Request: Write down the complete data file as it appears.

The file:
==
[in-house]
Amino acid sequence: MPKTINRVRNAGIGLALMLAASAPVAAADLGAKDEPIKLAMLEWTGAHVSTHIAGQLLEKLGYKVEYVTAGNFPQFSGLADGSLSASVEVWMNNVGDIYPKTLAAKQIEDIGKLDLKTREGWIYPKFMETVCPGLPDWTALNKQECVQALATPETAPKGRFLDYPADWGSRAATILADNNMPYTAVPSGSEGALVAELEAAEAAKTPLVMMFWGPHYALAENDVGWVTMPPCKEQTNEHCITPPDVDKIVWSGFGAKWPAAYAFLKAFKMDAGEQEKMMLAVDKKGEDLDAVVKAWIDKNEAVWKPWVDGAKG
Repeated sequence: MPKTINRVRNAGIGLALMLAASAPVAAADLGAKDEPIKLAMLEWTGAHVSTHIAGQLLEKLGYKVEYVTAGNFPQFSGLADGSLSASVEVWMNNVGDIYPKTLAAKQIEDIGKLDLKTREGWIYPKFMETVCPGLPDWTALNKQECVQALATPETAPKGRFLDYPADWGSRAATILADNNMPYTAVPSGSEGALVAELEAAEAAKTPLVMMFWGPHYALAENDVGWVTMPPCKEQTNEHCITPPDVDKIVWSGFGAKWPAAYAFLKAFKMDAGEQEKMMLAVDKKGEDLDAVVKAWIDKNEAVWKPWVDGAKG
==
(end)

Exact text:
[in-house]
Amino acid sequence: MPKTINRVRNAGIGLALMLAASAPVAAADLGAKDEPIKLAMLEWTGAHVSTHIAGQLLEKLGYKVEYVTAGNFPQFSGLADGSLSASVEVWMNNVGDIYPKTLAAKQIEDIGKLDLKTREGWIYPKFMETVCPGLPDWTALNKQECVQALATPETAPKGRFLDYPADWGSRAATILADNNMPYTAVPSGSEGALVAELEAAEAAKTPLVMMFWGPHYALAENDVGWVTMPPCKEQTNEHCITPPDVDKIVWSGFGAKWPAAYAFLKAFKMDAGEQEKMMLAVDKKGEDLDAVVKAWIDKNEAVWKPWVDGAKG
Repeated sequence: MPKTINRVRNAGIGLALMLAASAPVAAADLGAKDEPIKLAMLEWTGAHVSTHIAGQLLEKLGYKVEYVTAGNFPQFSGLADGSLSASVEVWMNNVGDIYPKTLAAKQIEDIGKLDLKTREGWIYPKFMETVCPGLPDWTALNKQECVQALATPETAPKGRFLDYPADWGSRAATILADNNMPYTAVPSGSEGALVAELEAAEAAKTPLVMMFWGPHYALAENDVGWVTMPPCKEQTNEHCITPPDVDKIVWSGFGAKWPAAYAFLKAFKMDAGEQEKMMLAVDKKGEDLDAVVKAWIDKNEAVWKPWVDGAKG